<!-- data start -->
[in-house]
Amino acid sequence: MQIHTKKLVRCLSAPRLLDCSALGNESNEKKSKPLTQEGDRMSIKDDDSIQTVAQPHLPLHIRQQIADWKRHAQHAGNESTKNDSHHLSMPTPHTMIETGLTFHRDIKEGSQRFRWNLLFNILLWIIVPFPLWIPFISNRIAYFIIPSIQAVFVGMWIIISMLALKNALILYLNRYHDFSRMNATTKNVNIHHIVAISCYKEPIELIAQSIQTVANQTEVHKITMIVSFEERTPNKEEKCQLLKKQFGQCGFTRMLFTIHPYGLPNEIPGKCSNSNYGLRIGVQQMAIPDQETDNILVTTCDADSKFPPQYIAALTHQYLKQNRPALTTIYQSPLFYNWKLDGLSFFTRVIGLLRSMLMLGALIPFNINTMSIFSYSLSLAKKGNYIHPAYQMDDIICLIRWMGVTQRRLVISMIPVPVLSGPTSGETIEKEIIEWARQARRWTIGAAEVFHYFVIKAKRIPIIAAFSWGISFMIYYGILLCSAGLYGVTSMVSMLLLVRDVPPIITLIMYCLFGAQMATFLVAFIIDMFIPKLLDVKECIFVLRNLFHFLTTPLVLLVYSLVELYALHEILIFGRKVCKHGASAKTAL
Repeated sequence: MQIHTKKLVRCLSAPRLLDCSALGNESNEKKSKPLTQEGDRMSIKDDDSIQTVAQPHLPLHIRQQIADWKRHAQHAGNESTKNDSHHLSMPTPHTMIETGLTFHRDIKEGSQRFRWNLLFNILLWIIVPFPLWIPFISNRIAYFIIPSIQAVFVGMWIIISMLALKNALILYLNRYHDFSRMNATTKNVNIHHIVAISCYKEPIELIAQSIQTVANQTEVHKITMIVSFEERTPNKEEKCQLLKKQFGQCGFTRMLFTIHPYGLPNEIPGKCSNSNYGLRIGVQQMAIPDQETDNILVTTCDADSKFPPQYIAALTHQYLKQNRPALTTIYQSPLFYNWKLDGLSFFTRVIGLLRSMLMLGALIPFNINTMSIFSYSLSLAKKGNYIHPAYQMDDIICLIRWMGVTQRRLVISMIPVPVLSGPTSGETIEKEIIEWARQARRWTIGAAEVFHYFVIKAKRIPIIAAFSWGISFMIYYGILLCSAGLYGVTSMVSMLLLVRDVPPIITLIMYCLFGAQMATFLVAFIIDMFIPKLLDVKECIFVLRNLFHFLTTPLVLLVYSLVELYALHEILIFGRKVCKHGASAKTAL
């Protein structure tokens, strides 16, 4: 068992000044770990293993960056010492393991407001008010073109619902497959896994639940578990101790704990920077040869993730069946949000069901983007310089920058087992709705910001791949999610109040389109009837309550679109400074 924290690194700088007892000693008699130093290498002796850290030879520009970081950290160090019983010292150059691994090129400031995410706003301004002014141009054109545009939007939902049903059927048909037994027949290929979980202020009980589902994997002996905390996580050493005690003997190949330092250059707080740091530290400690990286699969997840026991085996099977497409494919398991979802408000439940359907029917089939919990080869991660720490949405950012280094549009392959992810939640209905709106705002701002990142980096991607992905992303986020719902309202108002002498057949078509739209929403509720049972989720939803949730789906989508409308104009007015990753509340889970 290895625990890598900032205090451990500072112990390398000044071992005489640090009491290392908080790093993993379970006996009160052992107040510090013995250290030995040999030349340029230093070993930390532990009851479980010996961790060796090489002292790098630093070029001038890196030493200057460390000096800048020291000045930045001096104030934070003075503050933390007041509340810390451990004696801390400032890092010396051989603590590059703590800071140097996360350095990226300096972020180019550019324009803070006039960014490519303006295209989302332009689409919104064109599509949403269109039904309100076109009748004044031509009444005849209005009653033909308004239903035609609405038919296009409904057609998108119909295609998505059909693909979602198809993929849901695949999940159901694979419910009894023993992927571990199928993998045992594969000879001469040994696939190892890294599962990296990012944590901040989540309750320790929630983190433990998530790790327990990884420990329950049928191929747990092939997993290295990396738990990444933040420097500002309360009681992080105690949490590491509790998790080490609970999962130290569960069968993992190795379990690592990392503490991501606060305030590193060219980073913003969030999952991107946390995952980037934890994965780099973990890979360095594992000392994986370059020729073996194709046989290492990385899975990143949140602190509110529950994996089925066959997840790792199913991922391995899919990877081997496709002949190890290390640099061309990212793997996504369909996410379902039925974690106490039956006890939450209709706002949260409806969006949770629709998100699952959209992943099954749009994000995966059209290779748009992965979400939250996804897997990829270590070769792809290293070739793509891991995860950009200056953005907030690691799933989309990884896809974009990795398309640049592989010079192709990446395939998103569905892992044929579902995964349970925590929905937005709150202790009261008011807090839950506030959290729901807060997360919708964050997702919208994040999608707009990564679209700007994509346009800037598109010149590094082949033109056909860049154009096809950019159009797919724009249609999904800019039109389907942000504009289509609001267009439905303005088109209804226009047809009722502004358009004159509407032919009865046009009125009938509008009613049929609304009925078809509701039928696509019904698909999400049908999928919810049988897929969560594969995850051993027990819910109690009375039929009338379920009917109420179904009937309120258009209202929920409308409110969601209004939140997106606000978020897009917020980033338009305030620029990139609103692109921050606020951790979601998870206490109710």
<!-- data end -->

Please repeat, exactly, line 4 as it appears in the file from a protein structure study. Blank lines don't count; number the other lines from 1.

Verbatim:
């Protein structure tokens, strides 16, 4: 068992000044770990293993960056010492393991407001008010073109619902497959896994639940578990101790704990920077040869993730069946949000069901983007310089920058087992709705910001791949999610109040389109009837309550679109400074 924290690194700088007892000693008699130093290498002796850290030879520009970081950290160090019983010292150059691994090129400031995410706003301004002014141009054109545009939007939902049903059927048909037994027949290929979980202020009980589902994997002996905390996580050493005690003997190949330092250059707080740091530290400690990286699969997840026991085996099977497409494919398991979802408000439940359907029917089939919990080869991660720490949405950012280094549009392959992810939640209905709106705002701002990142980096991607992905992303986020719902309202108002002498057949078509739209929403509720049972989720939803949730789906989508409308104009007015990753509340889970 290895625990890598900032205090451990500072112990390398000044071992005489640090009491290392908080790093993993379970006996009160052992107040510090013995250290030995040999030349340029230093070993930390532990009851479980010996961790060796090489002292790098630093070029001038890196030493200057460390000096800048020291000045930045001096104030934070003075503050933390007041509340810390451990004696801390400032890092010396051989603590590059703590800071140097996360350095990226300096972020180019550019324009803070006039960014490519303006295209989302332009689409919104064109599509949403269109039904309100076109009748004044031509009444005849209005009653033909308004239903035609609405038919296009409904057609998108119909295609998505059909693909979602198809993929849901695949999940159901694979419910009894023993992927571990199928993998045992594969000879001469040994696939190892890294599962990296990012944590901040989540309750320790929630983190433990998530790790327990990884420990329950049928191929747990092939997993290295990396738990990444933040420097500002309360009681992080105690949490590491509790998790080490609970999962130290569960069968993992190795379990690592990392503490991501606060305030590193060219980073913003969030999952991107946390995952980037934890994965780099973990890979360095594992000392994986370059020729073996194709046989290492990385899975990143949140602190509110529950994996089925066959997840790792199913991922391995899919990877081997496709002949190890290390640099061309990212793997996504369909996410379902039925974690106490039956006890939450209709706002949260409806969006949770629709998100699952959209992943099954749009994000995966059209290779748009992965979400939250996804897997990829270590070769792809290293070739793509891991995860950009200056953005907030690691799933989309990884896809974009990795398309640049592989010079192709990446395939998103569905892992044929579902995964349970925590929905937005709150202790009261008011807090839950506030959290729901807060997360919708964050997702919208994040999608707009990564679209700007994509346009800037598109010149590094082949033109056909860049154009096809950019159009797919724009249609999904800019039109389907942000504009289509609001267009439905303005088109209804226009047809009722502004358009004159509407032919009865046009009125009938509008009613049929609304009925078809509701039928696509019904698909999400049908999928919810049988897929969560594969995850051993027990819910109690009375039929009338379920009917109420179904009937309120258009209202929920409308409110969601209004939140997106606000978020897009917020980033338009305030620029990139609103692109921050606020951790979601998870206490109710």